Sixteen Minors Rescued in Trafficking Ring Around Super Bowl 48
The FBI and dozens of law enforcement agencies rescued 16 juveniles in four states, including Connecticut, during an operation that targeted forced prostitution around the Super Bowl.
Officials said the children ranged in age from 13 to 17. They were found in Connecticut, New Jersey, New York, and Pennsylvania. Some were high school students whose families reported them missing.
More than 50 women who were forced to work as prostitutes were also rescued, and more than 45 pimps were arrested.
Officials said that many of the pimps forced the women to travel from out of state to the area to work during the Super Bowl. State, local and federal officials have spent months trying to combat forced prostitution during the Super Bowl, an event they said draws potentially lucrative opportunities for sex traffickers.
Commissioner of Connecticut's Department of Children and Families, Joette Katz, released a statement Tuesday afternoon. She said, "I am very proud of so many of our staff who worked around the clock to respond to the victims of the sex trafficking that occurred this weekend. Social workers and managers all answered the call as needed during this operation that lasted long into the evening and extended into the early hours of the morning. "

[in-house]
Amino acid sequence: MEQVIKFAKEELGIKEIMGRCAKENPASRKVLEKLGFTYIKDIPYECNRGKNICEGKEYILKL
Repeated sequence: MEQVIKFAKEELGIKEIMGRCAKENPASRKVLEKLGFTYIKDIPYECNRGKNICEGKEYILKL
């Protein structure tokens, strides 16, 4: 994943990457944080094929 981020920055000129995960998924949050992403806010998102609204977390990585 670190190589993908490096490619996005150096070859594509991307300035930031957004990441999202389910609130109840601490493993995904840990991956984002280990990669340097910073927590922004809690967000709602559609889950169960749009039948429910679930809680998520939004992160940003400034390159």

DCF had just held a forum on domestic minor sex trafficking in Hartford last week. Katz reiterated the discussions that took place there, saying it's important the state child welfare agency continue to work closely with law enforcement, medical and other professionals to combat the exploitation of children.
Katz said, "In this instance, we were working in advance with the F.B.I., and are grateful that we were able to contribute to a coordinated and effective response."
This report includes information from The Associated Press.